I'd Rather People Scatter Their Loved One's Ashes Than Worship Their Phones
Wednesday, 26 October 2016
When men and women seek to make sense of death, they are exploring the life of the spirit, writes Cristina Odone, Director of the Legatum Institute Centre for Character and Values. (The Telegraph)
“When clearing my father’s flat after his death, my brother and I found the urn in which our brother Lorenzo’s ashes were kept. My father often spoke to that urn, and stroked it lovingly. Lorenzo had died years before, and this was one way to keep his memory alive."
“Yet now, it would seem, Pope Francis would ban the practice. Even though we survivors draw comfort from it, the Vatican has ruled that keeping the ashes of the dearly departed at home is forbidden. So is the scattering of ashes in the wind, or over the sea. Indeed, those who ask for such rites are to be denied a Christian burial. Even cremation, banned until the Sixties, is frowned upon."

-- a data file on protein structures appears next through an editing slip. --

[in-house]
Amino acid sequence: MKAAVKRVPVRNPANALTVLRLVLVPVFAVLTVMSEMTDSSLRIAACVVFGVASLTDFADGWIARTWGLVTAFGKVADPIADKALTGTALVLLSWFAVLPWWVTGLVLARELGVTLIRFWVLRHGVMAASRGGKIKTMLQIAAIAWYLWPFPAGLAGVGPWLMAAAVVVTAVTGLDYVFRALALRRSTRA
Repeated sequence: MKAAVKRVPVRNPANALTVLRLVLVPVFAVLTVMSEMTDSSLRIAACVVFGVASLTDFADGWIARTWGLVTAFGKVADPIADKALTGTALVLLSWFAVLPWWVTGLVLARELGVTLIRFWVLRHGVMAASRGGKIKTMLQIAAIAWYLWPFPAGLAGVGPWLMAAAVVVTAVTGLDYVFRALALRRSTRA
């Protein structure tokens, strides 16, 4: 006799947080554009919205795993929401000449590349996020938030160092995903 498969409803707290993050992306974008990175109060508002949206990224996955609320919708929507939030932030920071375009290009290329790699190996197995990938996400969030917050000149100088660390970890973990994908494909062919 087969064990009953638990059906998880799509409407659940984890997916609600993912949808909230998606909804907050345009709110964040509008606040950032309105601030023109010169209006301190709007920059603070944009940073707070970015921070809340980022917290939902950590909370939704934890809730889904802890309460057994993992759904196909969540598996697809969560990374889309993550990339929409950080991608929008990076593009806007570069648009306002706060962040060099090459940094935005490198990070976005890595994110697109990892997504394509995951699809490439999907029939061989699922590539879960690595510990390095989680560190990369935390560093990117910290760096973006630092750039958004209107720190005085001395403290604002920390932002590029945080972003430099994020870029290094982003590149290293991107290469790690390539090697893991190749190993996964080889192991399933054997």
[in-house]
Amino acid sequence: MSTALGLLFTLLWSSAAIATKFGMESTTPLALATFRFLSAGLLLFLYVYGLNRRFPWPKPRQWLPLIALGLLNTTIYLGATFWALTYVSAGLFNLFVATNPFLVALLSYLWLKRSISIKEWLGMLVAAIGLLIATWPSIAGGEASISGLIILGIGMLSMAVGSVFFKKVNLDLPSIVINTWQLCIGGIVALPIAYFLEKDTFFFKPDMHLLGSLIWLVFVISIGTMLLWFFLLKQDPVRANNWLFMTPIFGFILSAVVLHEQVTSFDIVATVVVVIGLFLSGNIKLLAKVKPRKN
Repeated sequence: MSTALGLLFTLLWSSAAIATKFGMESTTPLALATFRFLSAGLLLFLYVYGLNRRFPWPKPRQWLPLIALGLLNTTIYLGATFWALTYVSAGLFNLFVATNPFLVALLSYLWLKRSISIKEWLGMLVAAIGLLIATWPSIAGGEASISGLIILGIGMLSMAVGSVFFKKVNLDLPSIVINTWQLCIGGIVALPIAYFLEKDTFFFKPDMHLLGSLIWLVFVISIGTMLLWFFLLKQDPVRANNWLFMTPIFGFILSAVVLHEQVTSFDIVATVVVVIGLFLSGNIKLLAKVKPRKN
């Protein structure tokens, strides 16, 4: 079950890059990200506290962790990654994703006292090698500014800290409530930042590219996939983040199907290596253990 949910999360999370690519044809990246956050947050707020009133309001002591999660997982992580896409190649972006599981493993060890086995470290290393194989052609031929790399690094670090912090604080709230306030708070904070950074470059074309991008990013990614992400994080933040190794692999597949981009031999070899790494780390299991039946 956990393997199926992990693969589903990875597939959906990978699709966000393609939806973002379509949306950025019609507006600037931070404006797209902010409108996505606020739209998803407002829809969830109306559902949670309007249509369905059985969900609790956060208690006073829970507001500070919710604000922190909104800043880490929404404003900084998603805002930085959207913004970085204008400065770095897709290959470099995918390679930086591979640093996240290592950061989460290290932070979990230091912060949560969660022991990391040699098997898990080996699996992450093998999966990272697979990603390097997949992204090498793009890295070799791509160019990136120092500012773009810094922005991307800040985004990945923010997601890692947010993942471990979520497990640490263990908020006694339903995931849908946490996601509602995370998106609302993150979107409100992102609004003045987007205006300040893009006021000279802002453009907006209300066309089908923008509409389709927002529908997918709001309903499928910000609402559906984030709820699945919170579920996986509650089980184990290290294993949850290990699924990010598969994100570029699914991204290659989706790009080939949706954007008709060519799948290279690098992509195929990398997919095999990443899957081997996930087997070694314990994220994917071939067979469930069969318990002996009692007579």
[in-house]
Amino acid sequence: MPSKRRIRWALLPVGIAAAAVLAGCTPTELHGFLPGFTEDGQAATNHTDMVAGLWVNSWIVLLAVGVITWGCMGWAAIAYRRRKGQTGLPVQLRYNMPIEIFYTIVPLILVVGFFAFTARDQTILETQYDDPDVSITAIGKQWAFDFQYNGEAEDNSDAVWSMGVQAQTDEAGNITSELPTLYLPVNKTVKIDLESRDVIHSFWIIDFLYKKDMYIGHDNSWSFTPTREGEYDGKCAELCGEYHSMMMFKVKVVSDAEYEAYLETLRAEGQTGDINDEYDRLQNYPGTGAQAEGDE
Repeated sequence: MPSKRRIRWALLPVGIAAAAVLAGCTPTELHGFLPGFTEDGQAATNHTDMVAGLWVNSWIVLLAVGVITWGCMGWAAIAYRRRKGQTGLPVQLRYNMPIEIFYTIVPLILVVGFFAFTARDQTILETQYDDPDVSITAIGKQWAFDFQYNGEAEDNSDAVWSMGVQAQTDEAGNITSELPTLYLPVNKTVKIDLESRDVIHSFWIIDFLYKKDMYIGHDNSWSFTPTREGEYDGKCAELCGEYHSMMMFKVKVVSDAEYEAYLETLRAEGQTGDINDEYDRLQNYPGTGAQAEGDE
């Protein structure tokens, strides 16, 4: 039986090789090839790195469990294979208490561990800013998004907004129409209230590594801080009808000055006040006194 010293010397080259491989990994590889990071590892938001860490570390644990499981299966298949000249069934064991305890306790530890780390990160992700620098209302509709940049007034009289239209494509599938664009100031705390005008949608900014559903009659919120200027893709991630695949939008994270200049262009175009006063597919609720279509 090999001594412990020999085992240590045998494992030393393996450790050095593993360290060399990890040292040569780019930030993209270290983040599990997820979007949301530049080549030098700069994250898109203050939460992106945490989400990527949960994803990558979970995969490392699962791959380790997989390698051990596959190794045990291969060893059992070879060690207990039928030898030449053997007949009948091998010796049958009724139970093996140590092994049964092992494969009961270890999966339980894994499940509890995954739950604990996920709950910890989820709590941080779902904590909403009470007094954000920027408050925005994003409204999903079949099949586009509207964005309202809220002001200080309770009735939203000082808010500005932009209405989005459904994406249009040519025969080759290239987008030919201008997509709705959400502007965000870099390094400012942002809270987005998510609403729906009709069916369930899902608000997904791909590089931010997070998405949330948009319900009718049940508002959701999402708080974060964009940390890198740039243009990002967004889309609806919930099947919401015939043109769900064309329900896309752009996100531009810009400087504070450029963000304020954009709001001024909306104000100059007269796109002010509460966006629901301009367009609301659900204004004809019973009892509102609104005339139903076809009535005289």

“When men and women seek to make sense of death, they are exploring the life of the spirit. Pope Francis should welcome this, even if it comes with new-fangled ideas about the sacredness of the sea and the holiness of a hillside. If today’s humans revere nature like the pantheistic Greeks did 2000 years ago, that’s better than worshipping themselves, or their bank account, or their Hollywood heroes."
Read: I'd Rather People Scatter Their Loved One's Ashes Than Worship Their Phones